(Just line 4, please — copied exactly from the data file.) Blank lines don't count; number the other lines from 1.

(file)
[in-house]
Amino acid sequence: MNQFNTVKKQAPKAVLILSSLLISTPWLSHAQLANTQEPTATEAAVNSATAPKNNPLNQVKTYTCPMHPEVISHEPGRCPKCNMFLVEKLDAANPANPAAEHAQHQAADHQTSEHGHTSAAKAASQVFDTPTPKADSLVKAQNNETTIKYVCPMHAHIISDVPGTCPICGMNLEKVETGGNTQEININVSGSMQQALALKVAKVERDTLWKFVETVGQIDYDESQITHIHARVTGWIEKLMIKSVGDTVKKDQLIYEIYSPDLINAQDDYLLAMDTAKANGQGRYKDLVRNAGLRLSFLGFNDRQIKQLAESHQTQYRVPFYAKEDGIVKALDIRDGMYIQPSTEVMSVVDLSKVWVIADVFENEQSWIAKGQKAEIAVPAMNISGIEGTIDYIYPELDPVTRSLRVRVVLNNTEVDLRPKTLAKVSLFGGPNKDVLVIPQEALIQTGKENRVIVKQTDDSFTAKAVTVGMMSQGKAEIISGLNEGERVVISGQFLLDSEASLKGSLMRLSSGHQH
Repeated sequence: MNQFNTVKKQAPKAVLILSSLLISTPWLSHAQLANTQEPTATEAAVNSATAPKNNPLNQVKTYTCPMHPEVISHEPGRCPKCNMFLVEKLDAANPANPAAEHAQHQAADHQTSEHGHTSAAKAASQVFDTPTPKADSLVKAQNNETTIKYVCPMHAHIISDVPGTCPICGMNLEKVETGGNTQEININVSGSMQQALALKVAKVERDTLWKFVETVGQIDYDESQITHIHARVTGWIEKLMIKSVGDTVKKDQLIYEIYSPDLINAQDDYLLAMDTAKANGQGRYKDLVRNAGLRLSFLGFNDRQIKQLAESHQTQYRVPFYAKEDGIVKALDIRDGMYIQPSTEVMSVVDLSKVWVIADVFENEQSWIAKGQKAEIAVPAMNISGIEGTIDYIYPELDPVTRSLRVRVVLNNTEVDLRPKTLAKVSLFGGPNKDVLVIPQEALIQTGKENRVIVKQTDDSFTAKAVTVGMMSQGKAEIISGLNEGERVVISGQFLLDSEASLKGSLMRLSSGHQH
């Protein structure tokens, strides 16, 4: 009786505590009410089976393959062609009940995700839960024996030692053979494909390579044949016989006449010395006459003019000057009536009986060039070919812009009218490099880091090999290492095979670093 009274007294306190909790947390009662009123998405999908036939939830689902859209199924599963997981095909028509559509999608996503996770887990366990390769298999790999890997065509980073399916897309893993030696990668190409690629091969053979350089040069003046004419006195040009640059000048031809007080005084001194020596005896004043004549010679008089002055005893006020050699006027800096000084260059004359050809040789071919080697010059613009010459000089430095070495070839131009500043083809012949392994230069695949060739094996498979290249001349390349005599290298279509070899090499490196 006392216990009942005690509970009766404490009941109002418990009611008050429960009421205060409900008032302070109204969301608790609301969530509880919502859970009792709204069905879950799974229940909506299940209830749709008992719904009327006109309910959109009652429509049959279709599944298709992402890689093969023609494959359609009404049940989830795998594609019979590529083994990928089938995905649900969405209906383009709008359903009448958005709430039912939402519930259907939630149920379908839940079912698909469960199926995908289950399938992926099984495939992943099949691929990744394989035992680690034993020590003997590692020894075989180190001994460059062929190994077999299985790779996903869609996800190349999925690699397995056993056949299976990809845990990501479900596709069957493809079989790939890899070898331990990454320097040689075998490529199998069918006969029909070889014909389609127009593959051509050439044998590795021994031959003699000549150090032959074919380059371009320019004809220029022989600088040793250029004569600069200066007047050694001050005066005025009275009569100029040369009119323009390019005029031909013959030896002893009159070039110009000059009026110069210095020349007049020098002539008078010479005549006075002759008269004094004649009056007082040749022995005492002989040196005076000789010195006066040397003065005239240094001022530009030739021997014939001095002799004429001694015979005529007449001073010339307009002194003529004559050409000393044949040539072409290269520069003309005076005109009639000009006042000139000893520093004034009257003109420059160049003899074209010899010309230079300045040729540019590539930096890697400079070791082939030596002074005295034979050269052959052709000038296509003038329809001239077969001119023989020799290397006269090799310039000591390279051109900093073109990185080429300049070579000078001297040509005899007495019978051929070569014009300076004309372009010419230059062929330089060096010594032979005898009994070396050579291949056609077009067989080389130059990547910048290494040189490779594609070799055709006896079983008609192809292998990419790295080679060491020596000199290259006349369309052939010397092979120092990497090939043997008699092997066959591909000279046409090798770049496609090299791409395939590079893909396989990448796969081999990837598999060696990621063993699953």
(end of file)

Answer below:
């Protein structure tokens, strides 16, 4: 009786505590009410089976393959062609009940995700839960024996030692053979494909390579044949016989006449010395006459003019000057009536009986060039070919812009009218490099880091090999290492095979670093 009274007294306190909790947390009662009123998405999908036939939830689902859209199924599963997981095909028509559509999608996503996770887990366990390769298999790999890997065509980073399916897309893993030696990668190409690629091969053979350089040069003046004419006195040009640059000048031809007080005084001194020596005896004043004549010679008089002055005893006020050699006027800096000084260059004359050809040789071919080697010059613009010459000089430095070495070839131009500043083809012949392994230069695949060739094996498979290249001349390349005599290298279509070899090499490196 006392216990009942005690509970009766404490009941109002418990009611008050429960009421205060409900008032302070109204969301608790609301969530509880919502859970009792709204069905879950799974229940909506299940209830749709008992719904009327006109309910959109009652429509049959279709599944298709992402890689093969023609494959359609009404049940989830795998594609019979590529083994990928089938995905649900969405209906383009709008359903009448958005709430039912939402519930259907939630149920379908839940079912698909469960199926995908289950399938992926099984495939992943099949691929990744394989035992680690034993020590003997590692020894075989180190001994460059062929190994077999299985790779996903869609996800190349999925690699397995056993056949299976990809845990990501479900596709069957493809079989790939890899070898331990990454320097040689075998490529199998069918006969029909070889014909389609127009593959051509050439044998590795021994031959003699000549150090032959074919380059371009320019004809220029022989600088040793250029004569600069200066007047050694001050005066005025009275009569100029040369009119323009390019005029031909013959030896002893009159070039110009000059009026110069210095020349007049020098002539008078010479005549006075002759008269004094004649009056007082040749022995005492002989040196005076000789010195006066040397003065005239240094001022530009030739021997014939001095002799004429001694015979005529007449001073010339307009002194003529004559050409000393044949040539072409290269520069003309005076005109009639000009006042000139000893520093004034009257003109420059160049003899074209010899010309230079300045040729540019590539930096890697400079070791082939030596002074005295034979050269052959052709000038296509003038329809001239077969001119023989020799290397006269090799310039000591390279051109900093073109990185080429300049070579000078001297040509005899007495019978051929070569014009300076004309372009010419230059062929330089060096010594032979005898009994070396050579291949056609077009067989080389130059990547910048290494040189490779594609070799055709006896079983008609192809292998990419790295080679060491020596000199290259006349369309052939010397092979120092990497090939043997008699092997066959591909000279046409090798770049496609090299791409395939590079893909396989990448796969081999990837598999060696990621063993699953």